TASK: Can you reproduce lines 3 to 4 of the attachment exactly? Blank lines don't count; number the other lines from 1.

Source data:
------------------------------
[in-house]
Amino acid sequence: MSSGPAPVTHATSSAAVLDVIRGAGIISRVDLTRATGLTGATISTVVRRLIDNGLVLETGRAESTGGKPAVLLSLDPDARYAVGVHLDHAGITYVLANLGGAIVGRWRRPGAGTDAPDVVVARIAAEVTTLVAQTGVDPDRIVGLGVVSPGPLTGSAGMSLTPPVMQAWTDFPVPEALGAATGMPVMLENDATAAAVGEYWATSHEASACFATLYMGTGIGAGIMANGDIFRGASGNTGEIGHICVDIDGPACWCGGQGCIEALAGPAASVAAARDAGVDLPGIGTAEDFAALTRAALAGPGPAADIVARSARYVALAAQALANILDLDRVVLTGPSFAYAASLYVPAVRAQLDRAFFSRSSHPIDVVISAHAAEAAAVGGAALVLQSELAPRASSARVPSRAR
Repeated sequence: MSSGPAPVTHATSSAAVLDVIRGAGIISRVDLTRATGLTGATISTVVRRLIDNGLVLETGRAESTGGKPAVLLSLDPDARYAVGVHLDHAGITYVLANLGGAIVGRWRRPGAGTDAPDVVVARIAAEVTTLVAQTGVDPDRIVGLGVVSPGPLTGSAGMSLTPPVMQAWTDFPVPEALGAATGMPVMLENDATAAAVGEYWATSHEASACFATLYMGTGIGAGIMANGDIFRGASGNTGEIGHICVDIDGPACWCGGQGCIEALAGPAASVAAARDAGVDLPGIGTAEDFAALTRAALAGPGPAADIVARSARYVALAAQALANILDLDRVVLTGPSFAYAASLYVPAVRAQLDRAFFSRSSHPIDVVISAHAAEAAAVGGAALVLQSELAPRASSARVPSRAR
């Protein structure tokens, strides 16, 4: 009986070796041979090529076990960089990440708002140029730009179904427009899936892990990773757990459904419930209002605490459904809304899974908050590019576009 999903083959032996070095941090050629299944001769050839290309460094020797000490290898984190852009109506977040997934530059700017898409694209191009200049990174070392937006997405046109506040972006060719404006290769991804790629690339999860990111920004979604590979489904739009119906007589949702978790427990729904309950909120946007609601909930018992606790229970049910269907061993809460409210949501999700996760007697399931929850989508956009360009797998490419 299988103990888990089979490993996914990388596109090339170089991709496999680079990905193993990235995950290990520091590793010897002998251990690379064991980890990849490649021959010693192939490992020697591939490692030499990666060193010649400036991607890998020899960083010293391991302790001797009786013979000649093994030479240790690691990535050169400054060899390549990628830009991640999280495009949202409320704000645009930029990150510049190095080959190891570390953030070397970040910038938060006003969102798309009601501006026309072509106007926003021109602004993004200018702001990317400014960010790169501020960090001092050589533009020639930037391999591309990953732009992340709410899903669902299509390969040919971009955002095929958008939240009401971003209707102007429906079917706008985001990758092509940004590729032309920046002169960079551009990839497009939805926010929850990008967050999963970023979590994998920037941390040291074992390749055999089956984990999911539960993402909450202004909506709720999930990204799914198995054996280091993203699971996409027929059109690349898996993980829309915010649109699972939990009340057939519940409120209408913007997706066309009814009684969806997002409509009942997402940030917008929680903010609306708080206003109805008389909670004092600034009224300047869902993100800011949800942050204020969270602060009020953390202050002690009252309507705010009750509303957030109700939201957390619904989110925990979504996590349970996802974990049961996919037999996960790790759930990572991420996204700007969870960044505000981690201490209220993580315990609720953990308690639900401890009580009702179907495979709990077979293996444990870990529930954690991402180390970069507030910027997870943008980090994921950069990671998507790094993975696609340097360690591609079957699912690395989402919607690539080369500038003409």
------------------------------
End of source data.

Repeated sequence: MSSGPAPVTHATSSAAVLDVIRGAGIISRVDLTRATGLTGATISTVVRRLIDNGLVLETGRAESTGGKPAVLLSLDPDARYAVGVHLDHAGITYVLANLGGAIVGRWRRPGAGTDAPDVVVARIAAEVTTLVAQTGVDPDRIVGLGVVSPGPLTGSAGMSLTPPVMQAWTDFPVPEALGAATGMPVMLENDATAAAVGEYWATSHEASACFATLYMGTGIGAGIMANGDIFRGASGNTGEIGHICVDIDGPACWCGGQGCIEALAGPAASVAAARDAGVDLPGIGTAEDFAALTRAALAGPGPAADIVARSARYVALAAQALANILDLDRVVLTGPSFAYAASLYVPAVRAQLDRAFFSRSSHPIDVVISAHAAEAAAVGGAALVLQSELAPRASSARVPSRAR
């Protein structure tokens, strides 16, 4: 009986070796041979090529076990960089990440708002140029730009179904427009899936892990990773757990459904419930209002605490459904809304899974908050590019576009 999903083959032996070095941090050629299944001769050839290309460094020797000490290898984190852009109506977040997934530059700017898409694209191009200049990174070392937006997405046109506040972006060719404006290769991804790629690339999860990111920004979604590979489904739009119906007589949702978790427990729904309950909120946007609601909930018992606790229970049910269907061993809460409210949501999700996760007697399931929850989508956009360009797998490419 299988103990888990089979490993996914990388596109090339170089991709496999680079990905193993990235995950290990520091590793010897002998251990690379064991980890990849490649021959010693192939490992020697591939490692030499990666060193010649400036991607890998020899960083010293391991302790001797009786013979000649093994030479240790690691990535050169400054060899390549990628830009991640999280495009949202409320704000645009930029990150510049190095080959190891570390953030070397970040910038938060006003969102798309009601501006026309072509106007926003021109602004993004200018702001990317400014960010790169501020960090001092050589533009020639930037391999591309990953732009992340709410899903669902299509390969040919971009955002095929958008939240009401971003209707102007429906079917706008985001990758092509940004590729032309920046002169960079551009990839497009939805926010929850990008967050999963970023979590994998920037941390040291074992390749055999089956984990999911539960993402909450202004909506709720999930990204799914198995054996280091993203699971996409027929059109690349898996993980829309915010649109699972939990009340057939519940409120209408913007997706066309009814009684969806997002409509009942997402940030917008929680903010609306708080206003109805008389909670004092600034009224300047869902993100800011949800942050204020969270602060009020953390202050002690009252309507705010009750509303957030109700939201957390619904989110925990979504996590349970996802974990049961996919037999996960790790759930990572991420996204700007969870960044505000981690201490209220993580315990609720953990308690639900401890009580009702179907495979709990077979293996444990870990529930954690991402180390970069507030910027997870943008980090994921950069990671998507790094993975696609340097360690591609079957699912690395989402919607690539080369500038003409």